UNITED STATES—Most arborists insist that pollarding is horticulturally incorrect. However, most of us who have pollard trees in our home gardens are not arborists. Pollarding is technically detrimentally disfiguring to trees. However, some trees that are naturally short lived can live much longer if pollarded properly. That is the trick; doing it properly. Pollarding is certainly a distinctive pruning style that is not for everyone, but can be both practical and sustainable in certain situations.

Pollarding is an extreme pruning technique that involves the removal of all or almost all of the stems that grew since the last time the technique was done. The new growth gets cut back cleanly to distended ‘knuckles’ that develop at the ends of the original stems. Traditionally, one or two strategically aimed stubs from the removed new growth are left on each knuckle to form a new knuckle a bit beyond knuckles of the previous year. Locally though, stubs are typically omitted.

New growth must get cut back cleanly so that the wounds can get compartmentalized (healed over) as efficiently as possibly. Stubs interfere with this process. If one or two stubs are left on knuckles to form new knuckles, they should be long enough to get some distance from the original stubs, but short enough to not be too awkward. Knuckles should not get cut off! Such large wounds do not compartmentalize fast enough to avoid rotting.

Pollarding can only be done in winter, both because plants are dormant, and also because the weather is not so dangerous. New growth starts to shade exposed bark before it gets scalded by intensifying sunlight and heat in summer. Once they come out of dormancy, plants would be seriously distressed by such severe pruning. Because new growth is so vigorous after pollarding, it can become sloppy if pollarded less than annually. Some plants that grow slowly or produce stout stems may get pollarded less frequently.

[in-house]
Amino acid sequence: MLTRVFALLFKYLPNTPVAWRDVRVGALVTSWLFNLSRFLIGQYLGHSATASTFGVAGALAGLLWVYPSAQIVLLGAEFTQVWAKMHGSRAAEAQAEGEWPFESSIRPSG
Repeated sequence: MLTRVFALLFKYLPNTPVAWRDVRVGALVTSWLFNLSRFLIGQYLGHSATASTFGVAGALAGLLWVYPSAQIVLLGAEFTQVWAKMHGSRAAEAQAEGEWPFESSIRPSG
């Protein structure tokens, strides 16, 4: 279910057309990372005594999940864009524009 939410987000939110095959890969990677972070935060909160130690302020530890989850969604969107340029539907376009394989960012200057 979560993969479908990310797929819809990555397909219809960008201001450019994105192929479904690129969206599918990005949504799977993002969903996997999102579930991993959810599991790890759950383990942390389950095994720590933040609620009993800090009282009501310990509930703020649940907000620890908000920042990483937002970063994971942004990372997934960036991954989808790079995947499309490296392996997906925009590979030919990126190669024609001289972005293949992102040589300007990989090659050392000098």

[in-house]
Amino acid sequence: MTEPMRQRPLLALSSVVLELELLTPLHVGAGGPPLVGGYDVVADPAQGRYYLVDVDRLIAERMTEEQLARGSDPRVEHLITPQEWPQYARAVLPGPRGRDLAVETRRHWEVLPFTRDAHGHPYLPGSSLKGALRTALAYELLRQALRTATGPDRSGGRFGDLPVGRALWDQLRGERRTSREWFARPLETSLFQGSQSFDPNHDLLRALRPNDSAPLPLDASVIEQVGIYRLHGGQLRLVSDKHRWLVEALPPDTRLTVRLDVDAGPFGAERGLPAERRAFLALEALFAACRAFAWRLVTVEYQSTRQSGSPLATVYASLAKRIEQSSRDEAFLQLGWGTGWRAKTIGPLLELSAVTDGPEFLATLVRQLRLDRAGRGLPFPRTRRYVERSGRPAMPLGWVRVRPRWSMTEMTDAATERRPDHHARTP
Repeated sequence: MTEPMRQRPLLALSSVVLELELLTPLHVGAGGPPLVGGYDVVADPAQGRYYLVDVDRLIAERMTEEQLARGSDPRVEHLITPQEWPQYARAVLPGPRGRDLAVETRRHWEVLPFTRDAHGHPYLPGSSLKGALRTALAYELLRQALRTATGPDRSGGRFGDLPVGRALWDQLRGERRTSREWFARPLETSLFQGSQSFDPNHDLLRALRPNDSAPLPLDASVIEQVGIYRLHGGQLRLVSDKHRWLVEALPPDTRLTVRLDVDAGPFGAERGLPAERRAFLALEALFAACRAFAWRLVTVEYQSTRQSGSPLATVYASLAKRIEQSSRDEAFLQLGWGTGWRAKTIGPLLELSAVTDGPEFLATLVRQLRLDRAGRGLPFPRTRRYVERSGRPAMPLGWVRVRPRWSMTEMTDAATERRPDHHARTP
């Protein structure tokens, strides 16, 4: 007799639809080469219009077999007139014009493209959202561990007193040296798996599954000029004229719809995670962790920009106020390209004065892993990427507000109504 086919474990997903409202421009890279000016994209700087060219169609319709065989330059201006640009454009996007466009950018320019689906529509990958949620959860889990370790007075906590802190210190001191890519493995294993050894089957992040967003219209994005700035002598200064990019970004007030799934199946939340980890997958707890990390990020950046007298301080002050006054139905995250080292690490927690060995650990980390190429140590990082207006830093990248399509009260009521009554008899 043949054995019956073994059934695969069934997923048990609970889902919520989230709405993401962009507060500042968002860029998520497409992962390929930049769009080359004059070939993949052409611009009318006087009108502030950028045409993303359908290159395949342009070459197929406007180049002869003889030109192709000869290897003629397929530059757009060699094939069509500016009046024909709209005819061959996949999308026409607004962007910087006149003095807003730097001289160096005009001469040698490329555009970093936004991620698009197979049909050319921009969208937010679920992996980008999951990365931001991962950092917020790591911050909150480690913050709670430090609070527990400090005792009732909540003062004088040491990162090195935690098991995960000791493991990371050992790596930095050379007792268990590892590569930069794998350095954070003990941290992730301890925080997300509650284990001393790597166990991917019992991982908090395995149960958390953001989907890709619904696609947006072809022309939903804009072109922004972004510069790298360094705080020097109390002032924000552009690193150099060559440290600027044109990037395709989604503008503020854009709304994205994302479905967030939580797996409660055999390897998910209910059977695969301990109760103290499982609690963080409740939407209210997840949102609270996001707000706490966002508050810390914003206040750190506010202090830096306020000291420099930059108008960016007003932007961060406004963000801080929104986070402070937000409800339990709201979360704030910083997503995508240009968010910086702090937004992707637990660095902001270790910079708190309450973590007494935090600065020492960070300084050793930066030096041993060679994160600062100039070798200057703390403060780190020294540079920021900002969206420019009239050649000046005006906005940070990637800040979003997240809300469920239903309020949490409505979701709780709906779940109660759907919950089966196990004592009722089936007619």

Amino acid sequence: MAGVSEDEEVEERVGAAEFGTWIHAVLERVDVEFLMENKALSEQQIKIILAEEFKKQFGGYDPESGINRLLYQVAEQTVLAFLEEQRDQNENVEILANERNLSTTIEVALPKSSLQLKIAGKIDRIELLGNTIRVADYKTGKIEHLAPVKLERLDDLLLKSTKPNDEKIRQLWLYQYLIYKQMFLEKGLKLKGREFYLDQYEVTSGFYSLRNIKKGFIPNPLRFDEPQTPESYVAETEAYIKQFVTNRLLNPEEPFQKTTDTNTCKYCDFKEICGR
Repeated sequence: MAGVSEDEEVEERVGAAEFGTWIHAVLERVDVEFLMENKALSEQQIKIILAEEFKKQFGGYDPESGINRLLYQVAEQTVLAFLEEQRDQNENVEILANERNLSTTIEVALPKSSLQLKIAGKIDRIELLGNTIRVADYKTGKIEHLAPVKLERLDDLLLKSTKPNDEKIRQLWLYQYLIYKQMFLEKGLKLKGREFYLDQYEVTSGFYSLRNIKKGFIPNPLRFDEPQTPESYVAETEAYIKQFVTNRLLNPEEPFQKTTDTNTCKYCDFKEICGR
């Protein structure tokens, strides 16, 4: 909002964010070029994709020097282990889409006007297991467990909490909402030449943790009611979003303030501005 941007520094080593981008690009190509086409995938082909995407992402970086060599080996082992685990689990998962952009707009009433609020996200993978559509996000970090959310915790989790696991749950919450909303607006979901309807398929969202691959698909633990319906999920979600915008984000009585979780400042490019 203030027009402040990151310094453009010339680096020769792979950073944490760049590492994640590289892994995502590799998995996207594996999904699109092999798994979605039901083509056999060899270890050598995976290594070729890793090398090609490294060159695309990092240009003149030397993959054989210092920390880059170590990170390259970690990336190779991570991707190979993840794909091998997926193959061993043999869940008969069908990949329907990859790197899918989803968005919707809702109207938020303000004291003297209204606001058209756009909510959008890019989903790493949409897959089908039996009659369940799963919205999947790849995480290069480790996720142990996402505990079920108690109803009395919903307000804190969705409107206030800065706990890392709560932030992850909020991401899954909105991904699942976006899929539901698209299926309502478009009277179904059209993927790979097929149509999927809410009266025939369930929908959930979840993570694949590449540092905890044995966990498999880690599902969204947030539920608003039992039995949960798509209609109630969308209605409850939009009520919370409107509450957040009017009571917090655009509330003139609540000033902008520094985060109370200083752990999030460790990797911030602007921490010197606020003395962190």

London plane (sycamore) and fruitless mulberry are the most commonly pollarded trees. Silver maple, silk tree and various elms, willows and poplars adapt well to pollarding as well. Locust and purple leaf plum can be pollarded, but will be deprived of bloom. Bottlebrush can bloom later in the same year after getting pollarded, and probably will not need annual pollarding anyway. Pollarded bay trees can be kept small, and will provide better herbal foliage. Certain eucalyptus can be kept juvenile if their juvenile foliage is more appealing than their adult foliage.

Highlight: weeping bottlebrush

It is no wonder that it takes many years to get to fifteen feet tall, and may never get more than 20 feet tall. Weeping bottlebrush, Callistemon viminalis, may grow less than a foot a year, but seems to hang downward two feet. Because the stems are sculptural, and the bark has an appealingly rough texture, most weeping bottlebrush trees are grown with multiple trunks. The brick red bottlebrush flowers that bloom sporadically at any time of the year are more abundant early in summer.

Established plants bloom more colorfully with a bit of water, but can probably survive quite a while without it. The evergreen leaves are narrow and mostly less than three inches long. Weeping bottlebrush needs good sun exposure.